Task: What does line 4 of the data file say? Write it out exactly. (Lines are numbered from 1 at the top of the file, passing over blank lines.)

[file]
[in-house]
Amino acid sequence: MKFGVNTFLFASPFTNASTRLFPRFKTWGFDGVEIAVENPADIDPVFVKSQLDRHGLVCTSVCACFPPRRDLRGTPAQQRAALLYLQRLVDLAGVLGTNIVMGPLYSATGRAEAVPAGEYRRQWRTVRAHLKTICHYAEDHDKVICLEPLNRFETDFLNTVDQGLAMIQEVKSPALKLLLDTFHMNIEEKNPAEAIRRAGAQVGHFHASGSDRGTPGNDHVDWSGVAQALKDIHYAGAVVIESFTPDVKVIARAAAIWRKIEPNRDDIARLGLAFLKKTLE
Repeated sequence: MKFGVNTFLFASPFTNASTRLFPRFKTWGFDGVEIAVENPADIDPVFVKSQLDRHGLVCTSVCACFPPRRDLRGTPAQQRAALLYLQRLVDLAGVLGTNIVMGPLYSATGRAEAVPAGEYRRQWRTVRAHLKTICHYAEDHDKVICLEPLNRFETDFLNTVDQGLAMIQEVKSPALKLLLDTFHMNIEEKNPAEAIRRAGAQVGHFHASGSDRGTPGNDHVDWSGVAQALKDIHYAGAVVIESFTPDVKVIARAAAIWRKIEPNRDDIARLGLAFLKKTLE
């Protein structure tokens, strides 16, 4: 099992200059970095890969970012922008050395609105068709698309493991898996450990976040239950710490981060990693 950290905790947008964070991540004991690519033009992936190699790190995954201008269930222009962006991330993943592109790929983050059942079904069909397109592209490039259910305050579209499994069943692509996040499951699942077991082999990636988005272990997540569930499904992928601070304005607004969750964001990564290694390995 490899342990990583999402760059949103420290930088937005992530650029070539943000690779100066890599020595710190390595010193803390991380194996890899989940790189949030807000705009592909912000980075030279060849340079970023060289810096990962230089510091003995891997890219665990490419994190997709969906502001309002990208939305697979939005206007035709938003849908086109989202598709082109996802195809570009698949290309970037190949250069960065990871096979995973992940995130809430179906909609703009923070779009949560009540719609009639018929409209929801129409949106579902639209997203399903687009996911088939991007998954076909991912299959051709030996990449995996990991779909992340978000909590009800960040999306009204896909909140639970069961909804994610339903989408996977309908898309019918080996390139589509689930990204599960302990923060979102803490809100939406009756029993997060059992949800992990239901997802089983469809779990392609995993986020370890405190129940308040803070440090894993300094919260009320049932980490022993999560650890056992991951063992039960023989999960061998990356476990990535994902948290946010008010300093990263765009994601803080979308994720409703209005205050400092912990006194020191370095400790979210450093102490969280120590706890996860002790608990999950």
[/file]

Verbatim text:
């Protein structure tokens, strides 16, 4: 099992200059970095890969970012922008050395609105068709698309493991898996450990976040239950710490981060990693 950290905790947008964070991540004991690519033009992936190699790190995954201008269930222009962006991330993943592109790929983050059942079904069909397109592209490039259910305050579209499994069943692509996040499951699942077991082999990636988005272990997540569930499904992928601070304005607004969750964001990564290694390995 490899342990990583999402760059949103420290930088937005992530650029070539943000690779100066890599020595710190390595010193803390991380194996890899989940790189949030807000705009592909912000980075030279060849340079970023060289810096990962230089510091003995891997890219665990490419994190997709969906502001309002990208939305697979939005206007035709938003849908086109989202598709082109996802195809570009698949290309970037190949250069960065990871096979995973992940995130809430179906909609703009923070779009949560009540719609009639018929409209929801129409949106579902639209997203399903687009996911088939991007998954076909991912299959051709030996990449995996990991779909992340978000909590009800960040999306009204896909909140639970069961909804994610339903989408996977309908898309019918080996390139589509689930990204599960302990923060979102803490809100939406009756029993997060059992949800992990239901997802089983469809779990392609995993986020370890405190129940308040803070440090894993300094919260009320049932980490022993999560650890056992991951063992039960023989999960061998990356476990990535994902948290946010008010300093990263765009994601803080979308994720409703209005205050400092912990006194020191370095400790979210450093102490969280120590706890996860002790608990999950």